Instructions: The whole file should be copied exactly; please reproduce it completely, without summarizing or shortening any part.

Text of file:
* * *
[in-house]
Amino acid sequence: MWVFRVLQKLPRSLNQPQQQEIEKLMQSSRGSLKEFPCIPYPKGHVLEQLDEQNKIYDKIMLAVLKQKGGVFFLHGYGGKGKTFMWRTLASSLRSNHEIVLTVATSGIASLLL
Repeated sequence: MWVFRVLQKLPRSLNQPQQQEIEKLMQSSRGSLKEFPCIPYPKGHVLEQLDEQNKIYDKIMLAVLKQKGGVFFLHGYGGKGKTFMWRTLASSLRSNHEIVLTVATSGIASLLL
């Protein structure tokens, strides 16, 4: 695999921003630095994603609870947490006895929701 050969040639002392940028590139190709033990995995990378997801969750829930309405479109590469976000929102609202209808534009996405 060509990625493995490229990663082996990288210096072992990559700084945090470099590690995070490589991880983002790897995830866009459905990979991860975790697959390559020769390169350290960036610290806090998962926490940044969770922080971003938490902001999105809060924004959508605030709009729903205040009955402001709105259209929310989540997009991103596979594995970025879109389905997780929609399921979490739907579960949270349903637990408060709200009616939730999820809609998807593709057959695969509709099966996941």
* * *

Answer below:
[in-house]
Amino acid sequence: MWVFRVLQKLPRSLNQPQQQEIEKLMQSSRGSLKEFPCIPYPKGHVLEQLDEQNKIYDKIMLAVLKQKGGVFFLHGYGGKGKTFMWRTLASSLRSNHEIVLTVATSGIASLLL
Repeated sequence: MWVFRVLQKLPRSLNQPQQQEIEKLMQSSRGSLKEFPCIPYPKGHVLEQLDEQNKIYDKIMLAVLKQKGGVFFLHGYGGKGKTFMWRTLASSLRSNHEIVLTVATSGIASLLL
């Protein structure tokens, strides 16, 4: 695999921003630095994603609870947490006895929701 050969040639002392940028590139190709033990995995990378997801969750829930309405479109590469976000929102609202209808534009996405 060509990625493995490229990663082996990288210096072992990559700084945090470099590690995070490589991880983002790897995830866009459905990979991860975790697959390559020769390169350290960036610290806090998962926490940044969770922080971003938490902001999105809060924004959508605030709009729903205040009955402001709105259209929310989540997009991103596979594995970025879109389905997780929609399921979490739907579960949270349903637990408060709200009616939730999820809609998807593709057959695969509709099966996941």